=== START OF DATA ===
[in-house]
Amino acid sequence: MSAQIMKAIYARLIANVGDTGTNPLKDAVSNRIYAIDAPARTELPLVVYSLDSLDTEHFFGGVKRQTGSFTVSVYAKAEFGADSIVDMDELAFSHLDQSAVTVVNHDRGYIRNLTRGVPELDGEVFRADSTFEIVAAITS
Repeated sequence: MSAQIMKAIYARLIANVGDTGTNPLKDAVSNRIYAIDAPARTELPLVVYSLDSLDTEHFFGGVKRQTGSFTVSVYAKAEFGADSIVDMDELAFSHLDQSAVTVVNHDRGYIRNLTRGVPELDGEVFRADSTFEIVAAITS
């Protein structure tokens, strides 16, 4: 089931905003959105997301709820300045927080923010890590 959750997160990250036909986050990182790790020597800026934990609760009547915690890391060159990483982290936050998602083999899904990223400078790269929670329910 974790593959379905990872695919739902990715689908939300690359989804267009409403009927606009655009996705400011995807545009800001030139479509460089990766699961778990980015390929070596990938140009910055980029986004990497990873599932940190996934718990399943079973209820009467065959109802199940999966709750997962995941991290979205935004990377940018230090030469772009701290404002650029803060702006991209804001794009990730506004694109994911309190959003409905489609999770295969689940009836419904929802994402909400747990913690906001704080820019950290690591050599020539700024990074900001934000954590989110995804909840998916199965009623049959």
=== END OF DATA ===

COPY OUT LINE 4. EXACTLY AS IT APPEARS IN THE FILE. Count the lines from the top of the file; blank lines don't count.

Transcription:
């Protein structure tokens, strides 16, 4: 089931905003959105997301709820300045927080923010890590 959750997160990250036909986050990182790790020597800026934990609760009547915690890391060159990483982290936050998602083999899904990223400078790269929670329910 974790593959379905990872695919739902990715689908939300690359989804267009409403009927606009655009996705400011995807545009800001030139479509460089990766699961778990980015390929070596990938140009910055980029986004990497990873599932940190996934718990399943079973209820009467065959109802199940999966709750997962995941991290979205935004990377940018230090030469772009701290404002650029803060702006991209804001794009990730506004694109994911309190959003409905489609999770295969689940009836419904929802994402909400747990913690906001704080820019950290690591050599020539700024990074900001934000954590989110995804909840998916199965009623049959």